The man in charge of Chinatown's future development is skillfully applying his own personal history to the task at hand. NY1's Budd Mishkin filed the following "One On 1" report.
When Wellington Chen tries to get people in Chinatown to work together, he often cites Buzz Aldrin, the second man on the moon.
"He said, 'after all these decades, we need to go back more and see how previous it is, in this vast universe, in this vast galaxy, this little oasis, that over 70 percent is water and ocean, can we get along'," says Chen.
Chen is the executive director of the Chinatown Partnership. The partnership has cleaned up the streets, initiated the food festival "A Taste of Chinatown", and tried to unite residents, business owners and community groups for the neighborhood's future.
He is officially an architect, urban planner and community advocate. But when it comes to creating strategies for Chinatown, he is equal parts philosopher.
"I no longer look as a narrow point of view at buildings or architects or anything like that. It's a fabric. It's a living organism. So, there's one thing constant about this community, it changes," says Chen.
And his passion for policy is suffused with a sense of history -- from the historic town hall in Flushing, where Chen worked as a community advocate for decades, to Chinatown.
Chinatown's economy suffered badly after the September 11th attacks. Chen says he was hired in 2006 because he was considered a neutral outsider, coming from Flushing.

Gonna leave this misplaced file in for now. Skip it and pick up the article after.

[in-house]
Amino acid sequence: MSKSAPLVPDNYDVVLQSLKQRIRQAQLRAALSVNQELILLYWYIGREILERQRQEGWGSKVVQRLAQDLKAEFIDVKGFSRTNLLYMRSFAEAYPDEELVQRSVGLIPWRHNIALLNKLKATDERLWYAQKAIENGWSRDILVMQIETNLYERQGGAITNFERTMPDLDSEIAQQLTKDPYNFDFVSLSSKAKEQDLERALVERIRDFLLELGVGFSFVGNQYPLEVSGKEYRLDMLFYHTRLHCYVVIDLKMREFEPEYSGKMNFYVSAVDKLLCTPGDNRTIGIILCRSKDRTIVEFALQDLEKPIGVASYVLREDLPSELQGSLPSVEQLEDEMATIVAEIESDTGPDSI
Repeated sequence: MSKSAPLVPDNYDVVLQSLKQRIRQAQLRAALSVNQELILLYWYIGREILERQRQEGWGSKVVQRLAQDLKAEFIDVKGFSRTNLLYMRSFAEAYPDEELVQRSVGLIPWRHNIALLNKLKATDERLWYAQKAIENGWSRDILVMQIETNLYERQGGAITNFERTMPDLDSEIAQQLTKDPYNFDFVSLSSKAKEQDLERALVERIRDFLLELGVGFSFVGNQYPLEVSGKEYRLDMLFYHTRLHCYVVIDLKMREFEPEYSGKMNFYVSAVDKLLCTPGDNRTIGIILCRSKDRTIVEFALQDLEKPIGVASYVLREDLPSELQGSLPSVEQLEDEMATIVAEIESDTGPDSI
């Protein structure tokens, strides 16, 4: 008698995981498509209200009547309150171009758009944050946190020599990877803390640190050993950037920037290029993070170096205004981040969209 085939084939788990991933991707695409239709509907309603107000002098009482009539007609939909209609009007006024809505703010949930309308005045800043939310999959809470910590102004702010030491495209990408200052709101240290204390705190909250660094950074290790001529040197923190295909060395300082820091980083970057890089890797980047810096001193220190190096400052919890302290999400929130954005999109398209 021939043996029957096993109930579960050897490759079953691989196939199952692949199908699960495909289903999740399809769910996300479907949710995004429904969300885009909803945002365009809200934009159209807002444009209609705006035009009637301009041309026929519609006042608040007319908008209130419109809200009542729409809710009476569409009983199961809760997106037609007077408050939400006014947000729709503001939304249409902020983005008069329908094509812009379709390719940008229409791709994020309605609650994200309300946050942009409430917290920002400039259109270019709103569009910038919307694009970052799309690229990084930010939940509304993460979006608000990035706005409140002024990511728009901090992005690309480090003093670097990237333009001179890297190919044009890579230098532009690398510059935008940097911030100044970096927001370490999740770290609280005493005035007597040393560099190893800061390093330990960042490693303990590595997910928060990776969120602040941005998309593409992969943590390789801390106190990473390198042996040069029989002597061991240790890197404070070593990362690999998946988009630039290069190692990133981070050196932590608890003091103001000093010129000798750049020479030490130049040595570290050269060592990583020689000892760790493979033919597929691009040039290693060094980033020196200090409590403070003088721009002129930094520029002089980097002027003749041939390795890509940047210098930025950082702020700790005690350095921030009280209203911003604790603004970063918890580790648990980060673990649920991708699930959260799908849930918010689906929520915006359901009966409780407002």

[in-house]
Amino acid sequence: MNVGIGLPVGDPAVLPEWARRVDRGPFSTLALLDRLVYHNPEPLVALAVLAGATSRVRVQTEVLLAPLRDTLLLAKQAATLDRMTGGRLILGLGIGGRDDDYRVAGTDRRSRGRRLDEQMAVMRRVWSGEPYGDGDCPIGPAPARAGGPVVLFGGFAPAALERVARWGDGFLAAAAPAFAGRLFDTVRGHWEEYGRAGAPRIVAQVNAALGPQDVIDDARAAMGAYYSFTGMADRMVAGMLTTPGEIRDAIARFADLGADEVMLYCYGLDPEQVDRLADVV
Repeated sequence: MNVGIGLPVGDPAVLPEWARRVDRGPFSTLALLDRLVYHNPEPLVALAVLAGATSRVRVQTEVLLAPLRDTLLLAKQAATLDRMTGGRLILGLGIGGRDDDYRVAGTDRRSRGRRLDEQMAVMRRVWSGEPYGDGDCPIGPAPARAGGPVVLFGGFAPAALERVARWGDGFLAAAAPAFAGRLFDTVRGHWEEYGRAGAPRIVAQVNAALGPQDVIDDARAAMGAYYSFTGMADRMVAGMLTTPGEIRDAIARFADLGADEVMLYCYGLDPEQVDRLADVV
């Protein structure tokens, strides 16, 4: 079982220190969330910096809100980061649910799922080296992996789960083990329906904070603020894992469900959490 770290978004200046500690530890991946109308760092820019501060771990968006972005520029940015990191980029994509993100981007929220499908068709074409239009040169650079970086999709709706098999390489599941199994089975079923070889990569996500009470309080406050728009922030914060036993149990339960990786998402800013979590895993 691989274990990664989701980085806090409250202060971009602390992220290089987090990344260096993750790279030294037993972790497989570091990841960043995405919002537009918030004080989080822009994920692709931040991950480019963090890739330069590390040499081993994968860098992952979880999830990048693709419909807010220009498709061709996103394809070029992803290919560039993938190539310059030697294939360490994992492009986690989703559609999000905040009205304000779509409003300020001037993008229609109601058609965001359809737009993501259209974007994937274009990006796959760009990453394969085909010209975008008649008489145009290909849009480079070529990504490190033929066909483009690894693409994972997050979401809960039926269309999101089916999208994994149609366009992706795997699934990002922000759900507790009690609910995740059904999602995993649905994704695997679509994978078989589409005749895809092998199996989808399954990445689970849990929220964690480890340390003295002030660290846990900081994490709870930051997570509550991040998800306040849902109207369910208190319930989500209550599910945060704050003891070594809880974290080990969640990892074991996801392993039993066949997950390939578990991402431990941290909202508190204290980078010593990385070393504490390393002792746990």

"I'm fluent in multiple dialects in Chinese. And you thought you'd fit in with that all that. But in fact, the layer goes much, much deeper. The bad blood goes back decades. And the factional, the sensitivity is amazing," says Chen.
Chen says on Mott Street alone, there are 62 different community associations. He's long espoused the mantra of individual sacrifice for the common good.
One of his main goals has been to establish a business improvement district, or BID. But he says too many stores and businesses think of it as a tax.
"I remember as a kid, the Chinese medicine are bitter like this and you say, 'I'm sick already, why would you ask me to drink this stuff?' But for your long-term health, we all drank it, because in order to get better, you have to swallow it," says Chen.
Chen's first task in Chinatown had nothing to do with philosophy.
"We hauled away 13 million pounds of garbage, we power washed 7,000 storefronts," says Chen.
But even in this project, Chen employed a piece of Chinese history.
"This is a color (yellow) that in the old days, only the royal family or the emperor's family could own, can wear. You're not supposed to be associated with the emperor's color. So I made sure that every one of our cleaners, as a Chinese American, is wearing one of these," says Chen.
For five years in the early 80's, Chen cut his teeth as an architect working for IM Pei. He is still applying the lessons learned 25 years ago.
"Evolution, not of revolution. I'm not coming to Chinatown to start a revolution. It's a continuous refinement of what you have over time, and continue to do it better the next time," says Chen.
Chen says he is trying to prepare Chinatown for the revitalization of downtown. But it's a balancing act. Getting the neighborhood ready for the future, while respecting and reveling in its past.
"The question is whether Chinatown will be dark and dingy and whether we're going to join the party or are we going to be like Cinderella, scrubbing the floors. That's all there is," says Chen. "That's the simple question. Do we want to join the party? Seven million people that are coming every year for the next 50 years, that will sustain your community, do you want to do it? Do you want to step up?"